If you're thinking of buying a house that could be more expensive than the average property in your area, you may need a jumbo loan. This is because mortgage lenders will typically only offer home buyers a certain amount of money through conventional home loans. So what's the magic number that means you'll have to get a jumbo loan instead of a conventional loan? Here's what you should know about jumbo loan limits:
Loan Limits for Jumbo Loans
The typical price for a house varies depending on location, so it makes sense for the jumbo loan limit to be a little different throughout the country. It also often changes from year to year. In general, the limit for 2017 is $424,100 in most counties. This means if you want to buy a house that costs this much or more, you need a jumbo loan. Note that there are just over 3,000 counties in the United States, and in 2,916 of them, the limit for now is $424,100.
Of course, in more expensive areas, it costs more to buy a house, which is why the jumbo loan limit is higher. For example, the limit is $493,350 in Denver, Colorado. However, the limit is $517,500 in Baltimore, Maryland. There are even some areas in the United States where the limit is higher. For instance, the limit in Los Angeles, New York City and San Francisco is $636,150. And in some areas—such as Hawaii, Guam, and US Virgin Islands—the limit can be as high as $721,050.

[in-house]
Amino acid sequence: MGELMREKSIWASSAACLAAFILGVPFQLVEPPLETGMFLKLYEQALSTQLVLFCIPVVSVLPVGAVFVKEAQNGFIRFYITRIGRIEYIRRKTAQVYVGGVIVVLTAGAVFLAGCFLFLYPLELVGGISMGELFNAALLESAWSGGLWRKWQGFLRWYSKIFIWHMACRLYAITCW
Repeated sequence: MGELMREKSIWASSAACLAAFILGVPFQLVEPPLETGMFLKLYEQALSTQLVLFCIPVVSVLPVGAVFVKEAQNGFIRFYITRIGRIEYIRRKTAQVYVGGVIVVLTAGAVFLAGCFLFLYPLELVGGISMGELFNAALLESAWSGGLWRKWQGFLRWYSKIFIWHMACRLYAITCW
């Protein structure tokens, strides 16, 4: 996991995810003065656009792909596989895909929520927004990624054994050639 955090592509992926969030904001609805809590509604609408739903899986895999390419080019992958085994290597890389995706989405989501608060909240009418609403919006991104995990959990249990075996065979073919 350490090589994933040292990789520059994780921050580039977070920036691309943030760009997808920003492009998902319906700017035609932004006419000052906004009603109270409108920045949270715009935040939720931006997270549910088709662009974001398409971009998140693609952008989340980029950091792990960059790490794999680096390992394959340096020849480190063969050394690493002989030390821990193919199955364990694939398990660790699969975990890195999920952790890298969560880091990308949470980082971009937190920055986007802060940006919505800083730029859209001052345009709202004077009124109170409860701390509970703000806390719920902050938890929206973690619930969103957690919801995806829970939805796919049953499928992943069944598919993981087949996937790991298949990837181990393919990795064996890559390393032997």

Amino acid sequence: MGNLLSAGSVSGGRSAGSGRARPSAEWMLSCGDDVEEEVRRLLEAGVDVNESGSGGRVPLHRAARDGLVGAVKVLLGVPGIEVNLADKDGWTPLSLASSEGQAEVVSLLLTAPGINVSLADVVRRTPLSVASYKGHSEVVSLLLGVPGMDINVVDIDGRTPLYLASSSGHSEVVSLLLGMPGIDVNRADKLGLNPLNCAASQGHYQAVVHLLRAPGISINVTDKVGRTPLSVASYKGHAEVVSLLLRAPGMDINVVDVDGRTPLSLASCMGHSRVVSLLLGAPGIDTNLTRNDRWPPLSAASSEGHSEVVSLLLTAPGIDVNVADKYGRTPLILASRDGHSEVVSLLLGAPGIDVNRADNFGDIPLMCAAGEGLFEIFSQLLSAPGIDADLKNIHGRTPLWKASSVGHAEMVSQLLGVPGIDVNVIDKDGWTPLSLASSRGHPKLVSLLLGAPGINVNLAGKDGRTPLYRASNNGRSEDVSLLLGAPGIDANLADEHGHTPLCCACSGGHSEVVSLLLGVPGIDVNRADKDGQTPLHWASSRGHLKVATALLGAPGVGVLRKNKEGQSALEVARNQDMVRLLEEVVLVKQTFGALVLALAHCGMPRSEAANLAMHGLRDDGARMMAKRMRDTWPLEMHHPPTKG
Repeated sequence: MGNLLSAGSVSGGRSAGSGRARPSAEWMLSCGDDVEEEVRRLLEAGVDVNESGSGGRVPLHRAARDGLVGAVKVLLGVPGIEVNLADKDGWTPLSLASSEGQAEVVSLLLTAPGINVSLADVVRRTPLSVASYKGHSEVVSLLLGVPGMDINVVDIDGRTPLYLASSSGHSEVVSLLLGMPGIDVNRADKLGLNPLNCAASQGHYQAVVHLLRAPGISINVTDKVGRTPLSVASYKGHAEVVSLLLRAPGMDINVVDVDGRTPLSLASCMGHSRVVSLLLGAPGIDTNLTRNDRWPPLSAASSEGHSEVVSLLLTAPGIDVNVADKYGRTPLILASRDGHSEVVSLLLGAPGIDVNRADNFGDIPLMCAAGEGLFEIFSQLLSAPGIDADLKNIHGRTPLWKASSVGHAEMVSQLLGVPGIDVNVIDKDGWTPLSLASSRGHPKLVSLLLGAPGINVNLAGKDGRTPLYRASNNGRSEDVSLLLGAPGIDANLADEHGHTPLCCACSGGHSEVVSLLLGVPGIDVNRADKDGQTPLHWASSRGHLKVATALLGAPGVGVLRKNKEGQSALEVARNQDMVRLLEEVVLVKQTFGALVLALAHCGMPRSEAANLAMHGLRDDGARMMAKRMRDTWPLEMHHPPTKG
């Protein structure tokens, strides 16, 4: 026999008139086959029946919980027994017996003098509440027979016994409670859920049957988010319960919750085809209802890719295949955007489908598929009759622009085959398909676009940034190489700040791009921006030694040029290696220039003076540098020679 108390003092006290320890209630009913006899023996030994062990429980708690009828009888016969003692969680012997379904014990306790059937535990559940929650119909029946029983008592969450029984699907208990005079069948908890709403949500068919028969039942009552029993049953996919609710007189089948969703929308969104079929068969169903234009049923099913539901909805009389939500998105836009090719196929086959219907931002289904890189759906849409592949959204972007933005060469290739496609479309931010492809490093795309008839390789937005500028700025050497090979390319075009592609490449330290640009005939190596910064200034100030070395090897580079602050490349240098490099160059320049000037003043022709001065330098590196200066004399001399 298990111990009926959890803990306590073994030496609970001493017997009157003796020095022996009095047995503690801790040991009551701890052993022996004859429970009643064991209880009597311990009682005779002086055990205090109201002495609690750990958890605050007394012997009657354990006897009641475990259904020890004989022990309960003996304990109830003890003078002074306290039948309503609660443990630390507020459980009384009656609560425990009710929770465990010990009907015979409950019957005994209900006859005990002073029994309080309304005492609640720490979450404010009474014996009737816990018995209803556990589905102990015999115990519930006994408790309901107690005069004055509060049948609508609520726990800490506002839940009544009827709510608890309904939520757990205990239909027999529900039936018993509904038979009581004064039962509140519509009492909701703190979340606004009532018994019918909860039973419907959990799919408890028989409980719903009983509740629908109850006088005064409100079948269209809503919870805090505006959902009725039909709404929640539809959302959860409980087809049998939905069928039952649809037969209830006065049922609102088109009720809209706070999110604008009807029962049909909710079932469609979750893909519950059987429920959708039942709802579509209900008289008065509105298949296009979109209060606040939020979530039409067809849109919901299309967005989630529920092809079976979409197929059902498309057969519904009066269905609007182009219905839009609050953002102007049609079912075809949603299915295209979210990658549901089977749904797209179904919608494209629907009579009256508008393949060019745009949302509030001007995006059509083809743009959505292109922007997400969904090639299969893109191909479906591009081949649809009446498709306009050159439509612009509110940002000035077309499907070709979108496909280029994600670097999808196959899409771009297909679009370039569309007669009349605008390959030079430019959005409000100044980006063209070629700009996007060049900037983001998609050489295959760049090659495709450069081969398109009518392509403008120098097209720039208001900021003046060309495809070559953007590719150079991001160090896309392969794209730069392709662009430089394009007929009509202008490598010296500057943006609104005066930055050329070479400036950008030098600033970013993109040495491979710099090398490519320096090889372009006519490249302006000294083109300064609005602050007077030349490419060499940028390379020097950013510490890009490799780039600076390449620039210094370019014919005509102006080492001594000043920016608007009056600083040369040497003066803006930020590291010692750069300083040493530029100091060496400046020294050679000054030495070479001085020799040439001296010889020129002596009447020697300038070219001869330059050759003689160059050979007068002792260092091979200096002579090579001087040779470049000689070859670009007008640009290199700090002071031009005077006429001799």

So if the house you want to buy is one of the most expensive homes in a low-cost area, you might be surprised to find you need a jumbo mortgage loan to buy it. And if you're looking at an affordable house in a typically more expensive area, you may be able to stick with a traditional loan.
Qualifying for a Jumbo Loan
Now that you know the jumbo loan limit, you should be able to tell if you need to apply for a jumbo loan. If so, you should keep in mind that it can be harder to qualify for this type of home loan than for others. After all, you're asking the lender to let you borrow more than the typical home buyer. For this reason, you may have to get two appraisals on the home instead of one, just to determine what it's worth.
Lenders may also be a bit stricter about your qualifications. Your credit score should be around 700 or above, and you should have at least 12 months' worth of reserves after closing on the home, with at least half of it liquid and quickly accessible to you. Additionally, your down payment may need to be higher than usual if you want a jumbo loan, as the minimum is typically 15 percent, unless you're willing to have a higher interest rate in exchange for a lower down payment.
At the same time, working hard to qualify for a jumbo loan is worth it if it enables you to get your dream home. If you have any questions about the current jumbo loan limit in your area or want to know which other home loans might be right for you, contact Contour Mortgage today.